Co-authors: Russell Jumper and Tim Fandrey. Published in Cleaning & Restoration Magazine. Just as the Texas coast assessed the magnitude of Hurricane Harvey’s damage, Hurricane Irma was taking shape in the Atlantic. Fewer than two weeks later, Irma would crash into the Florida Keys. Estimates put Harvey and Irma’s combined impact in excess of $275… Continue Reading
Construction lawyers routinely deal with delay claims. I have presented or defended more of them than I can remember. That is why I was curious when, earlier this year, I received a series of email invitations to presentations on the use of “concurrent delay” as a defense to contractor or owner claims for delay damages… Continue Reading
Co-authors: Russell Jumper and Tim Fandrey Hurricane Harvey caused severe destruction in Texas with its significant winds and historic rainfall. But Harvey may also prove to be a costly lesson for many project owners and contractors. As Texas begins to focus on recovery in the coming weeks, Harvey will further serve as a reminder… Continue Reading
I was reviewing various articles I have written over the years and came across a prior version of this one about differing site conditions, written nearly twenty years ago. I was curious – does this cup still hold water?
Most commercial construction contracts contain a “No Damage For Delay” Clause and most contractors mistakenly believe they are Kings X for any potential claims related to delay caused by an owner or original contractor. While nearly every commercial construction contract contains the same or similar provisions, it is important to keep in mind they all… Continue Reading
Texas law imposes certain implied warranties on the sale of goods, regardless of whether the warranties are mentioned in the contract. In particular, Texas law creates the warranty of “merchantability” and the warranty that the goods are “fit for a particular purpose.”
Indemnifying someone for their own negligence is a tough pill to swallow. Yet, such clauses, often referred to as “broad form indemnities”, have been common for many years in Texas construction contracts.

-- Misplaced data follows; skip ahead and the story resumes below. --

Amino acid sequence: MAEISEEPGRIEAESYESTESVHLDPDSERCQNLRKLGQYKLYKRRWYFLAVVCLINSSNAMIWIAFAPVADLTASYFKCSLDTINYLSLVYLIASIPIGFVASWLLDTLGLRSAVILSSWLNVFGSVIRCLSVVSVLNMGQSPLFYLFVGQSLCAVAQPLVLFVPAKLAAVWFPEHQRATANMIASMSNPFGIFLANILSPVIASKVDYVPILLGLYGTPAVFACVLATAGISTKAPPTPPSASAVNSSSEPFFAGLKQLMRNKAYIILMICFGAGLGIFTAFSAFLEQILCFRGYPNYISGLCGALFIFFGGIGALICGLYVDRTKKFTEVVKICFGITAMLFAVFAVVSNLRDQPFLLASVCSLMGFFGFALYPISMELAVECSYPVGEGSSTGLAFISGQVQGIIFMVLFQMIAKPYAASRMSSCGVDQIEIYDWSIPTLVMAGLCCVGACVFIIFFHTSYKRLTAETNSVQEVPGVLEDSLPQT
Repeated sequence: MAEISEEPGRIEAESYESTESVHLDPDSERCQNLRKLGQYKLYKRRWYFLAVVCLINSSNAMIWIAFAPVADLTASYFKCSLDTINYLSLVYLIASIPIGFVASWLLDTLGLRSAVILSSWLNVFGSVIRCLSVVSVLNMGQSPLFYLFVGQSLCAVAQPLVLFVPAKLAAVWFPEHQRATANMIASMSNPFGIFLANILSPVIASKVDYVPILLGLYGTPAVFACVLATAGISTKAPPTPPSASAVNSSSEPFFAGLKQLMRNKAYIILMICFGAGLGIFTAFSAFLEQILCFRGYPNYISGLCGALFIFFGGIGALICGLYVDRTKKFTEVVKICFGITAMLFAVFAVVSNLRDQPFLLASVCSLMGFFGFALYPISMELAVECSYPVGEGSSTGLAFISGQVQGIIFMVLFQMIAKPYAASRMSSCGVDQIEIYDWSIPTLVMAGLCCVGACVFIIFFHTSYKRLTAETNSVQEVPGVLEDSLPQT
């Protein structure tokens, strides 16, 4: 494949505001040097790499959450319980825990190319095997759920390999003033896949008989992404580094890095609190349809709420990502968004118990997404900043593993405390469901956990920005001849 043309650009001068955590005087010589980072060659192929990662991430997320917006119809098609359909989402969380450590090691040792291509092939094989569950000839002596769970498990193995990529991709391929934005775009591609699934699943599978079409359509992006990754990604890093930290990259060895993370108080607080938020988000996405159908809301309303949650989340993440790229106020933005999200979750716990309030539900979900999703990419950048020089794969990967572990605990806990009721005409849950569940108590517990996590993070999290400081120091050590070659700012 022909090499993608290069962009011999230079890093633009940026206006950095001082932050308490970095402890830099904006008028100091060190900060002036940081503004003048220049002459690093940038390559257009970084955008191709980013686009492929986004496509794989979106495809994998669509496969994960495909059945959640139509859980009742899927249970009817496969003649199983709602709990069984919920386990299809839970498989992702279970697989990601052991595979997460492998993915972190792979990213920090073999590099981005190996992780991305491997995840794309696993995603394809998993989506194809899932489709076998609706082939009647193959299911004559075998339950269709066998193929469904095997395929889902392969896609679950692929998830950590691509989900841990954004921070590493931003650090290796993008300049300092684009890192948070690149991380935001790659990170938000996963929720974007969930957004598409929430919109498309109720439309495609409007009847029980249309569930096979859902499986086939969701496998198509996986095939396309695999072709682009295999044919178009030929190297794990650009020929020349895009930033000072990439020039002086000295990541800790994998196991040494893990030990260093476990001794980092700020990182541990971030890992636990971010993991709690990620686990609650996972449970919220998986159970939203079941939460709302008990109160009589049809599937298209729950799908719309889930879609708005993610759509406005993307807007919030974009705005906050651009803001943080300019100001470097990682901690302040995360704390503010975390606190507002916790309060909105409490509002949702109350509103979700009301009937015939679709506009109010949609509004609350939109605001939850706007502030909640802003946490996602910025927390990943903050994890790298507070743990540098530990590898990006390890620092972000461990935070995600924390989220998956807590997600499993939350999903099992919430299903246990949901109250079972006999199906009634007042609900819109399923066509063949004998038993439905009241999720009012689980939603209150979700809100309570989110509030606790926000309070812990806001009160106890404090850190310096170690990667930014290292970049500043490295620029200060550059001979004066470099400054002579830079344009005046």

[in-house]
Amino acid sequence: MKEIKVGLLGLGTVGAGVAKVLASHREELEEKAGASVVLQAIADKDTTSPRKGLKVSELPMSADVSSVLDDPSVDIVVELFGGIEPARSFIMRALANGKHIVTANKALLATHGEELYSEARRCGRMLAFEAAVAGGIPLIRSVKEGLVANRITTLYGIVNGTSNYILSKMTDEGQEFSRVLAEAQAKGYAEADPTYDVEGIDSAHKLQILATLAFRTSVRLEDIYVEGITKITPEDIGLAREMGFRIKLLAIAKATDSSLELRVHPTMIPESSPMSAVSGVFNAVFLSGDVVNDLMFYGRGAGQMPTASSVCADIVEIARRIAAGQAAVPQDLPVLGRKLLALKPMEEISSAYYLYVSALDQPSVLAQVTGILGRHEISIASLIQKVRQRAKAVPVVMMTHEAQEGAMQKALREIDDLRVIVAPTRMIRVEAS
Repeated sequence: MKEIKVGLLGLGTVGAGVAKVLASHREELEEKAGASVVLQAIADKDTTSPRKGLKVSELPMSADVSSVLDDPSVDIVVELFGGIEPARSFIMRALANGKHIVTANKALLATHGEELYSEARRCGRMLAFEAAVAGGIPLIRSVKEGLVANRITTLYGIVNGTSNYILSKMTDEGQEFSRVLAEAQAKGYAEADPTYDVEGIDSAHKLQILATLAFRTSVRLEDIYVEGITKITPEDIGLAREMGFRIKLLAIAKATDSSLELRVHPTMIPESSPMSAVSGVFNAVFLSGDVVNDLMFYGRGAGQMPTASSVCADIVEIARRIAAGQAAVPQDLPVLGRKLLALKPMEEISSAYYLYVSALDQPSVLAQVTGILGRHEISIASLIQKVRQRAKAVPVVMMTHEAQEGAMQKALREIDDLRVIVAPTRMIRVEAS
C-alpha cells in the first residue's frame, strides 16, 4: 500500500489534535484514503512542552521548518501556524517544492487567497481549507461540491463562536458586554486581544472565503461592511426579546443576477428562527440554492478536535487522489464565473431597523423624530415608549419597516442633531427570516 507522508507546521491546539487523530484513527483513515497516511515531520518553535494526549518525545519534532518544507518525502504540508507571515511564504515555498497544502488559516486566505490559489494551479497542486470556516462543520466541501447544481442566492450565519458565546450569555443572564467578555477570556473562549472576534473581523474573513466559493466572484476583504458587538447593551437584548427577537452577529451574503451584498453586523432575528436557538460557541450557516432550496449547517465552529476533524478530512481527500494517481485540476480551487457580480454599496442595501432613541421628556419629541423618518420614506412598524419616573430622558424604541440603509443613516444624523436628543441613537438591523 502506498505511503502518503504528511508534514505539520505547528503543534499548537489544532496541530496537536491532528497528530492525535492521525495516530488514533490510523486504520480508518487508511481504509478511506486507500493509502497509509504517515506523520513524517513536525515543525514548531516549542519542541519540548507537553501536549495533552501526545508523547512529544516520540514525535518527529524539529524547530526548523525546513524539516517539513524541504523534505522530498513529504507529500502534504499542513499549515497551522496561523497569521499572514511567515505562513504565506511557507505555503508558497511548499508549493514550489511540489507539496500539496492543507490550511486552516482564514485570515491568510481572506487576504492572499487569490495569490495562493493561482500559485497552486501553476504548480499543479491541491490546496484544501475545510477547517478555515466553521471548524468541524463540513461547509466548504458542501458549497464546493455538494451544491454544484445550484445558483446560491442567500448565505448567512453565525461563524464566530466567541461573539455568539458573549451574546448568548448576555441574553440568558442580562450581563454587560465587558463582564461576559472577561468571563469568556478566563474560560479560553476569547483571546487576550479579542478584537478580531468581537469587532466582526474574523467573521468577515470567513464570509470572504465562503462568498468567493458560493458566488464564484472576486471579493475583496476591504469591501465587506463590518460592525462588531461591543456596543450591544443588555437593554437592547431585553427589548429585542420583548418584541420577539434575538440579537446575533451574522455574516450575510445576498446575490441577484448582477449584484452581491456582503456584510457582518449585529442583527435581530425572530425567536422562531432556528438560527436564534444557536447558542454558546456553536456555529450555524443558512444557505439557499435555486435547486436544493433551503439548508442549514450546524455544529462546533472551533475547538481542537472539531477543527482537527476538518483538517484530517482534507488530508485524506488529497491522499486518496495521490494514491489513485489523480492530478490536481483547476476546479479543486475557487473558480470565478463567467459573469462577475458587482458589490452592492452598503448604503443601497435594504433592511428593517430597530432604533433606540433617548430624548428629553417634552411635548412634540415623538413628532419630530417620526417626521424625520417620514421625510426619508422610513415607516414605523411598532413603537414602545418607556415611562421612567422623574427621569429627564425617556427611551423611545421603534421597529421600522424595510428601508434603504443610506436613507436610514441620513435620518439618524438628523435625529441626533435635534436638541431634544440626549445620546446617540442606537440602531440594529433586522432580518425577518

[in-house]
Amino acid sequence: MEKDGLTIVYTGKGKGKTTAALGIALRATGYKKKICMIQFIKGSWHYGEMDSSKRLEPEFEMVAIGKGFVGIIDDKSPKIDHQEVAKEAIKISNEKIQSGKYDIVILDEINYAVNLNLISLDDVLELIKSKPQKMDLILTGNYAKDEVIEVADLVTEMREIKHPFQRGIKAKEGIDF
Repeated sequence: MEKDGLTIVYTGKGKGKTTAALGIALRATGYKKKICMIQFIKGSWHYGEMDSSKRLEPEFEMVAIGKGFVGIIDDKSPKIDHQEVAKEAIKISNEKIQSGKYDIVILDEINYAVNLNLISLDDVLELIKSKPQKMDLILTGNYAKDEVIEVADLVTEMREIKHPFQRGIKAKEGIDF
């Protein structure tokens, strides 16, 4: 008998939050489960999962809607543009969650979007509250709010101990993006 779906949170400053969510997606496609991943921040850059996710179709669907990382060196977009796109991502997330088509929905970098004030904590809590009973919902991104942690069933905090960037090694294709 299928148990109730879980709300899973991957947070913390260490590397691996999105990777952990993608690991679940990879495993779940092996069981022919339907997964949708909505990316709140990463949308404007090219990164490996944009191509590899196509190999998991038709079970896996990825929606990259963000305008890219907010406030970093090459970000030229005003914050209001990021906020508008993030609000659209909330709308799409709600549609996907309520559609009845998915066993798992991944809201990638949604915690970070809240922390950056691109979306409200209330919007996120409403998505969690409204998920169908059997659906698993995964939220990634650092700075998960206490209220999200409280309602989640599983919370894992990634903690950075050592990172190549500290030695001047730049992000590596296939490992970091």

Because of time constraints and the desire to get the business, subcontractors and suppliers routinely sign lengthy subcontracts and master service agreements without closely reading the terms and conditions. Below are some clauses that every subcontractor and supplier should review in a contract.
Arbitration clauses are very common in contracts in the construction and energy industries. Many industry players reflexively insist on arbitration despite its pitfalls. While arbitration has its place, a bench trial is a viable alternative to arbitration. Bench trials are simply trials to a judge rather than a jury. Parties may agree to a bench… Continue Reading
Subcontracts typically contain either a pay-when-paid clause or a pay-if-paid (i.e., contingent payment) clause. A pay-when-paid clause only deals with the timing of the obligation to pay the subcontractor. In other words, the general contractor’s obligation to pay the subcontractor (or the supplier) is due at some point in time after the the general contractor… Continue Reading
If you supply construction materials and/or equipment then you likely have encountered a joint check agreement. For those that have not yet encountered this arrangement, a joint check agreement is a credit facility frequently used to help subcontractors with unestablished credit obtain supplies and services on credit from a supply house. For example, if you… Continue Reading